- Among 50 states and the District of Columbia, Arkansas is ranked 17th in total energy consumed per capita. (North Carolina is 38th.)
- Arkansans use 24 percent more residential electricity than the national average. (North Carolinians use 19 percent more.)
- Compared to 2005, carbon dioxide emissions from Arkansas power plants were up 39 percent in 2013. (In North Carolina, they were down 20 percent.)
After absorbing key facts and figures, legislators next heard real-world stories from a series of panelists representing companies with a stake in a more sustainable energy economy. For example, Alan Hope of Powers of Arkansas explained how his business retrofits commercial buildings by installing more efficient chillers to lower their energy costs. Pam Speraw of Sun City Solar Energy described the ever-expanding demand for commercial and residential solar systems. And Jared Tomlinson, representing the Arkansas CNG Conversion Center, briefed legislators on his work converting commercial vehicle fleets to natural gas, thus alleviating the financial pain of rising fuel costs. They each talked about how their businesses had grown, how many people they now employed, and how this success related in no small part to energy policies put in place by state lawmakers.
The legislators and candidates asked good questions throughout the day. It would be fair to say that they varied in their embrace of specific initiatives—for example, there was a range of opinions about the merits of tax incentives and the appropriateness of renewable energy portfolio standards. But the discussion never took on a partisan tone, and even though I had been told that both Republicans and Democrats were represented among the participants, I left the workshop not being able to say with certainty who belonged to what party (which I saw as an indication of the workshop’s success). While the degree of government intervention in the energy sector is a legitimate policy question, the idea that legislators should consider local business impacts and the wise use of natural resources in their policymaking didn’t seem controversial to anyone in attendance, and all had an interest in policies that enhance the state’s competitiveness and attract new investment.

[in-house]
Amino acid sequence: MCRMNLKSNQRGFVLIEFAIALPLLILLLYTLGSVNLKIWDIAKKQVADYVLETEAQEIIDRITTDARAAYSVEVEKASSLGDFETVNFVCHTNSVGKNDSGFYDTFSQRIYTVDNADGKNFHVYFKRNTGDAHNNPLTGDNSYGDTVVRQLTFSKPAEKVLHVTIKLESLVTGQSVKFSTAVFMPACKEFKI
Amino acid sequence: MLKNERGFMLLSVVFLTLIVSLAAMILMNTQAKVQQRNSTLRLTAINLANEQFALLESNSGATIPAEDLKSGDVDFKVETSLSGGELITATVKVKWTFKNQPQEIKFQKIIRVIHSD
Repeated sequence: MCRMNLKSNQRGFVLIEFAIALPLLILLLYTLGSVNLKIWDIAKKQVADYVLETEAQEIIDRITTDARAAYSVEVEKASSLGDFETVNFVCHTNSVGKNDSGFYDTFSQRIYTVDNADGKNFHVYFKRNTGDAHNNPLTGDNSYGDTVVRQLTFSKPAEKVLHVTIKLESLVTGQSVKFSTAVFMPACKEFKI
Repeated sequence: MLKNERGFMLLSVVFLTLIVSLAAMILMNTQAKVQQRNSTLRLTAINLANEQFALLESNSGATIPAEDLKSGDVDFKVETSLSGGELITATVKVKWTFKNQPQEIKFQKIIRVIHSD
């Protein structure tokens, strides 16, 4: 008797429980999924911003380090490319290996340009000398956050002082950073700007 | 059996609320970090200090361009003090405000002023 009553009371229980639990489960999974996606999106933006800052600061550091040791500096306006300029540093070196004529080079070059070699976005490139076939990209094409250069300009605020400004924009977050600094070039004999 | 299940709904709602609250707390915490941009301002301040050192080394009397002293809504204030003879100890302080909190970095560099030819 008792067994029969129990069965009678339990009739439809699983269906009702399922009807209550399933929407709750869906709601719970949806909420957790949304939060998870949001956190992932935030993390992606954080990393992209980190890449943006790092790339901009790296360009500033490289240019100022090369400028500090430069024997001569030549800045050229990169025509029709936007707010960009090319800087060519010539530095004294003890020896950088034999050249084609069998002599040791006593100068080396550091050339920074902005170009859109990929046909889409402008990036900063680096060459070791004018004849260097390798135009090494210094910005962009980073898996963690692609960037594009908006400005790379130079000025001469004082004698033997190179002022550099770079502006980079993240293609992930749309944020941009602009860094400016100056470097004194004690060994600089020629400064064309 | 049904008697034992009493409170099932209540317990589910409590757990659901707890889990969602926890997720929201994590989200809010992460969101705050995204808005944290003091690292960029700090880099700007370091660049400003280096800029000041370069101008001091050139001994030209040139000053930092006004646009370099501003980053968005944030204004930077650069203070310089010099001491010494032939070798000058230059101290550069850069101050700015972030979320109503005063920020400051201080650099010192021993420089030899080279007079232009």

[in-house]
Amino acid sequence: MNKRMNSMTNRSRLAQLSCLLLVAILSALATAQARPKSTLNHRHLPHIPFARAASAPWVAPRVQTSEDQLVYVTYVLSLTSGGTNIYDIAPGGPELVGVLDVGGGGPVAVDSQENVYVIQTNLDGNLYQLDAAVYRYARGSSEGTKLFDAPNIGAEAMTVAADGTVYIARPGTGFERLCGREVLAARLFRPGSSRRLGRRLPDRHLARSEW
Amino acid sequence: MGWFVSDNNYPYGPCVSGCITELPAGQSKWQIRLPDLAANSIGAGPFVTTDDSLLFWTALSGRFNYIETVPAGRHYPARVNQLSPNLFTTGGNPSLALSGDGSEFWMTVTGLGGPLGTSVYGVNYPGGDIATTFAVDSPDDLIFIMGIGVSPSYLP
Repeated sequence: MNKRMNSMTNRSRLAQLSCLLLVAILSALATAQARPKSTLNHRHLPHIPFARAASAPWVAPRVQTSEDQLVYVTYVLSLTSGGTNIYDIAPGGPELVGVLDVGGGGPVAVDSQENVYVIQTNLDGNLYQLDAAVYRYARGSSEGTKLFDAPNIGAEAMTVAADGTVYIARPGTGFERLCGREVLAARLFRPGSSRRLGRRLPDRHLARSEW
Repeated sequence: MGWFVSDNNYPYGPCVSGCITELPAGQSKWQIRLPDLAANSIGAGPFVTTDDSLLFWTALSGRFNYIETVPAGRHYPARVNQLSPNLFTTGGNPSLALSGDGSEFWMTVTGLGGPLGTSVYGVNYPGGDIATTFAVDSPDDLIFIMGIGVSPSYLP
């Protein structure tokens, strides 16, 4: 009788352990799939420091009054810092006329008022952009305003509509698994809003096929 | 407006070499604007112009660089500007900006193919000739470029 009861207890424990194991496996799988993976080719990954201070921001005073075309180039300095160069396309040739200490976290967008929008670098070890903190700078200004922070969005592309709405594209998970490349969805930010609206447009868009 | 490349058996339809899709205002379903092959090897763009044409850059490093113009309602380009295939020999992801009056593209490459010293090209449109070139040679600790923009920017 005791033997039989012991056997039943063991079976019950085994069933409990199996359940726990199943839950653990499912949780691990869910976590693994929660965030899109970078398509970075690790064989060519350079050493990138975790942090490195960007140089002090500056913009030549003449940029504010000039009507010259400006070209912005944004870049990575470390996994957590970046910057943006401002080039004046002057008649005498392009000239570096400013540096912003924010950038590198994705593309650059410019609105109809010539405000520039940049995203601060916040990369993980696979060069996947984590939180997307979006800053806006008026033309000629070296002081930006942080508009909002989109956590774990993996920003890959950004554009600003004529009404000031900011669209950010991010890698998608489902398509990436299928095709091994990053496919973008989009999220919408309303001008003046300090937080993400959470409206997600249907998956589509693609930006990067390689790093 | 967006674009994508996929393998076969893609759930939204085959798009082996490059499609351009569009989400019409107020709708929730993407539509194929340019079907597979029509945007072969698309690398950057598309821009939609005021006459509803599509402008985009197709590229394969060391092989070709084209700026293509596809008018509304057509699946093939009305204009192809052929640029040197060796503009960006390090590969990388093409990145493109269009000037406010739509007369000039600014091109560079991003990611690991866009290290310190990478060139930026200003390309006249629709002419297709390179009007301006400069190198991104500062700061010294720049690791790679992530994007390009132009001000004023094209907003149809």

Ms. Halsell, who has offered this program since 2012, has followed the activities of workshop “graduates” in subsequent legislative sessions and has been encouraged by the way they have advanced and debated energy initiatives. Certainly, the legislators and candidates I met seemed to think the workshop had been time well spent. Encouragingly, the Southeast Energy Efficiency Alliance also sent a representative to see how the workshop was run, in the hope of bringing a similar program to our region. In addition to connecting SEEA to resources within the UNC system, I hope to work with them to offer this opportunity to North Carolina’s legislators in the future.
David Brown is Director of the Applied Public Policy Initiative at the UNC School of Government.